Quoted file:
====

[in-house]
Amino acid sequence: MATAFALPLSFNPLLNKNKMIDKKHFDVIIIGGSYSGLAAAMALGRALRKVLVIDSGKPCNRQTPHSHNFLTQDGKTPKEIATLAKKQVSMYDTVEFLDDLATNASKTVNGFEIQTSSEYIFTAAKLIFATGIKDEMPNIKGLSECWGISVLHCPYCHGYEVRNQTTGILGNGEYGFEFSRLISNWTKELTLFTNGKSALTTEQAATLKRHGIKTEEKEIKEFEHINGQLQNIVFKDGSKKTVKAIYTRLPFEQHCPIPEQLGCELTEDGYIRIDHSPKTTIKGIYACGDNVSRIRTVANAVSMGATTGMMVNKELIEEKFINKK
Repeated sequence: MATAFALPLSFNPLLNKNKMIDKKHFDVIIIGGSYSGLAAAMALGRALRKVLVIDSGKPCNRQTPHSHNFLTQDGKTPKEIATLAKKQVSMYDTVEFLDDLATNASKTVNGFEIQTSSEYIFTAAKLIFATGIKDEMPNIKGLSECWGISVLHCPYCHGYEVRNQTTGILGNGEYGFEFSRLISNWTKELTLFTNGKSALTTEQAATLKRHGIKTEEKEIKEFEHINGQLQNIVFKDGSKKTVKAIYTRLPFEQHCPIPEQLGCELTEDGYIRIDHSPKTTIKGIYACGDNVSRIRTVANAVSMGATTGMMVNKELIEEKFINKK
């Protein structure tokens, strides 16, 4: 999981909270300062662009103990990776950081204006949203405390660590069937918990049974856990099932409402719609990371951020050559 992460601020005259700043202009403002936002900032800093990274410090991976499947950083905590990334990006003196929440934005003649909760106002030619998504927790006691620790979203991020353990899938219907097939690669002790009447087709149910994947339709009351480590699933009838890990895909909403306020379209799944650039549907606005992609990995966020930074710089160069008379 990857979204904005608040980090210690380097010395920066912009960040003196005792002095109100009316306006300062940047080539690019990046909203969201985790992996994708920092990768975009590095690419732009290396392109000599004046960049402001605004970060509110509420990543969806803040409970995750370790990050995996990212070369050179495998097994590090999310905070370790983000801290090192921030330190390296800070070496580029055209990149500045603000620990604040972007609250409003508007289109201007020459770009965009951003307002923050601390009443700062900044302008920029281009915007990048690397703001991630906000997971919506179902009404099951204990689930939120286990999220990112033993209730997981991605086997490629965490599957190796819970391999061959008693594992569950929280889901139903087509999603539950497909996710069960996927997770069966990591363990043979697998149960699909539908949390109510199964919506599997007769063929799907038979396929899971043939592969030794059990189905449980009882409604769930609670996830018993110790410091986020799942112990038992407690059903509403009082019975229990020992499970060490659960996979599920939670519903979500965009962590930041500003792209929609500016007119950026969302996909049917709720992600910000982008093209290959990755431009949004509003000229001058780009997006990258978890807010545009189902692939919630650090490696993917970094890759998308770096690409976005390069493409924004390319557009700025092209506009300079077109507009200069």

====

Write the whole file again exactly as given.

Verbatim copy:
[in-house]
Amino acid sequence: MATAFALPLSFNPLLNKNKMIDKKHFDVIIIGGSYSGLAAAMALGRALRKVLVIDSGKPCNRQTPHSHNFLTQDGKTPKEIATLAKKQVSMYDTVEFLDDLATNASKTVNGFEIQTSSEYIFTAAKLIFATGIKDEMPNIKGLSECWGISVLHCPYCHGYEVRNQTTGILGNGEYGFEFSRLISNWTKELTLFTNGKSALTTEQAATLKRHGIKTEEKEIKEFEHINGQLQNIVFKDGSKKTVKAIYTRLPFEQHCPIPEQLGCELTEDGYIRIDHSPKTTIKGIYACGDNVSRIRTVANAVSMGATTGMMVNKELIEEKFINKK
Repeated sequence: MATAFALPLSFNPLLNKNKMIDKKHFDVIIIGGSYSGLAAAMALGRALRKVLVIDSGKPCNRQTPHSHNFLTQDGKTPKEIATLAKKQVSMYDTVEFLDDLATNASKTVNGFEIQTSSEYIFTAAKLIFATGIKDEMPNIKGLSECWGISVLHCPYCHGYEVRNQTTGILGNGEYGFEFSRLISNWTKELTLFTNGKSALTTEQAATLKRHGIKTEEKEIKEFEHINGQLQNIVFKDGSKKTVKAIYTRLPFEQHCPIPEQLGCELTEDGYIRIDHSPKTTIKGIYACGDNVSRIRTVANAVSMGATTGMMVNKELIEEKFINKK
């Protein structure tokens, strides 16, 4: 999981909270300062662009103990990776950081204006949203405390660590069937918990049974856990099932409402719609990371951020050559 992460601020005259700043202009403002936002900032800093990274410090991976499947950083905590990334990006003196929440934005003649909760106002030619998504927790006691620790979203991020353990899938219907097939690669002790009447087709149910994947339709009351480590699933009838890990895909909403306020379209799944650039549907606005992609990995966020930074710089160069008379 990857979204904005608040980090210690380097010395920066912009960040003196005792002095109100009316306006300062940047080539690019990046909203969201985790992996994708920092990768975009590095690419732009290396392109000599004046960049402001605004970060509110509420990543969806803040409970995750370790990050995996990212070369050179495998097994590090999310905070370790983000801290090192921030330190390296800070070496580029055209990149500045603000620990604040972007609250409003508007289109201007020459770009965009951003307002923050601390009443700062900044302008920029281009915007990048690397703001991630906000997971919506179902009404099951204990689930939120286990999220990112033993209730997981991605086997490629965490599957190796819970391999061959008693594992569950929280889901139903087509999603539950497909996710069960996927997770069966990591363990043979697998149960699909539908949390109510199964919506599997007769063929799907038979396929899971043939592969030794059990189905449980009882409604769930609670996830018993110790410091986020799942112990038992407690059903509403009082019975229990020992499970060490659960996979599920939670519903979500965009962590930041500003792209929609500016007119950026969302996909049917709720992600910000982008093209290959990755431009949004509003000229001058780009997006990258978890807010545009189902692939919630650090490696993917970094890759998308770096690409976005390069493409924004390319557009700025092209506009300079077109507009200069």